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scarcely known to Europeans, it was occasionally visited by South Sea whalers in search of provisions and water. One of these, the Argo, put into the Bay of Islands in 1805, and Ruatara, fired with the spirit of adventure, embarked in her with two of his companions. The Argo remained on the New Zealand coast for five months, and then sailed for Port Jackson, the modern Sydney of Australia. She then went to fish on the coast of New Holland for six months, again returning to Port Jackson. Ruatara had been six months on board, working as a sailor, and passionately fond of this roving life. He then experienced that unkindness and foul play, of which the New Zealander has often had sad reason to complain. He was left on shore without a friend, and without the slightest remuneration.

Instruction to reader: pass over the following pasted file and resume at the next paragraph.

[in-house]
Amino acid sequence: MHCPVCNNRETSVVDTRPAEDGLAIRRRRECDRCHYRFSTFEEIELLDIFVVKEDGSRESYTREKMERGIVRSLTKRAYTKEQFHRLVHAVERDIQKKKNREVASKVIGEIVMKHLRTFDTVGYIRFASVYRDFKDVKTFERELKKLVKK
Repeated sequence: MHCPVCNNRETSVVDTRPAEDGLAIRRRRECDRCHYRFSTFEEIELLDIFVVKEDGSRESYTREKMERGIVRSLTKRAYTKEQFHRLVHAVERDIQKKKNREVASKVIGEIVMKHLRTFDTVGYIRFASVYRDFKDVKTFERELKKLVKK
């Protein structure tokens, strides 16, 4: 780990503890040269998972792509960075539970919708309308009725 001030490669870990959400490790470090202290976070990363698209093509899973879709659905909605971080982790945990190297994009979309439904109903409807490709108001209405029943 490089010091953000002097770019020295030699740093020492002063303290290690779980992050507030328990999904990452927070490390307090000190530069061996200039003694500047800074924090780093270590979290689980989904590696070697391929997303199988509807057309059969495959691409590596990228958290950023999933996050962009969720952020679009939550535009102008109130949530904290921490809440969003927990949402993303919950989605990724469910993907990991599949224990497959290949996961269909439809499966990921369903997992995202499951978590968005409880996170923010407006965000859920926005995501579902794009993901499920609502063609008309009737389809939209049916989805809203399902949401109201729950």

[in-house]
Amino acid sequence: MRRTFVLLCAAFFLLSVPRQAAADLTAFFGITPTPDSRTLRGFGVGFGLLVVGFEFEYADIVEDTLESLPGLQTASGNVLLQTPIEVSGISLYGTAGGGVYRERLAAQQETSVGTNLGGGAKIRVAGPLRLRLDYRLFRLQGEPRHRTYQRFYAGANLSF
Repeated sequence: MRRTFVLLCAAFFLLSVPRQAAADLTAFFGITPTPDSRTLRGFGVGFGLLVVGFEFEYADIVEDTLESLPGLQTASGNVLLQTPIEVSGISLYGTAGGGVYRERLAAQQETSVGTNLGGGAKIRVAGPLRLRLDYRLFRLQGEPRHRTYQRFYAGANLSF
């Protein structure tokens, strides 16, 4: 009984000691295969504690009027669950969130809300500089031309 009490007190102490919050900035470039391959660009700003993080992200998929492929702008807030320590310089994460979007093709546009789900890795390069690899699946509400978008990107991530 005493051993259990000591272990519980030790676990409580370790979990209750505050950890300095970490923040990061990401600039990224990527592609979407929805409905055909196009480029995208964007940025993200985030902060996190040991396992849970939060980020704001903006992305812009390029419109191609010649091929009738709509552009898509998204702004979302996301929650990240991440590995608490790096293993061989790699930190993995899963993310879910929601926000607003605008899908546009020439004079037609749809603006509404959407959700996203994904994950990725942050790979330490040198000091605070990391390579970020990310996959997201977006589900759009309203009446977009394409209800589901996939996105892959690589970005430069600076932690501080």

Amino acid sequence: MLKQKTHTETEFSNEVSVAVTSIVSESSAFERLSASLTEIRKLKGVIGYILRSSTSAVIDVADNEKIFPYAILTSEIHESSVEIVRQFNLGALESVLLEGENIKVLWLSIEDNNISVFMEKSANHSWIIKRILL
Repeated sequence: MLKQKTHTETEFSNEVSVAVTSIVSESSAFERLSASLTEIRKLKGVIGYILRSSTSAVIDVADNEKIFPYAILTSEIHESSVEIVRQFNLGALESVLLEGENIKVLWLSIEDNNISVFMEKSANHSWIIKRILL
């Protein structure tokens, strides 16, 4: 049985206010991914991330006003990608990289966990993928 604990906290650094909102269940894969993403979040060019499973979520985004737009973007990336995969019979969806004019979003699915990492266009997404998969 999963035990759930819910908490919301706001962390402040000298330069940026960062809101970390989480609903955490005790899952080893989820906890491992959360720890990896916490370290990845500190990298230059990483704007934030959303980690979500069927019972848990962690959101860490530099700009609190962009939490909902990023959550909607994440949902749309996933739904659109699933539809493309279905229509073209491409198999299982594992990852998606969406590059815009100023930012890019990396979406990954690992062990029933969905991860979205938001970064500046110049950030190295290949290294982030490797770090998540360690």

"He now shipped on board the Albion whaler, Captain Richardson, whose name deserves honourable mention: he behaved very kindly to Ruatara, paid him for his services in various European articles, and after six months cruising on the fisheries, put him on shore in the Bay of Islands, where his tribe lived. Here he remained some time, when the Santa Annna anchored in the Bay, on her way to Norfolk Island, and other islets of the South Sea, in quest of sealskins. The restless Ruatara again embarked; he was put on shore at Norfolk Island, in company with fourteen sailors, provided with a very scanty supply of bread and salt provisions, to kill seals, while the ship sailed, intending to be absent but a short time,

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to procure potatoes and pork in New Zealand. On her return she was blown off the coast in a storm, and did not make the land for a month. The sealing party were now in the greatest distress, and accustomed as he was to hardships, Ruatara often spoke of the extreme suffering which he and his party had endured, while for upwards of three months they existed on a desert island, with no other food than seals and sea-fowls. Three of his companions died under these distresses.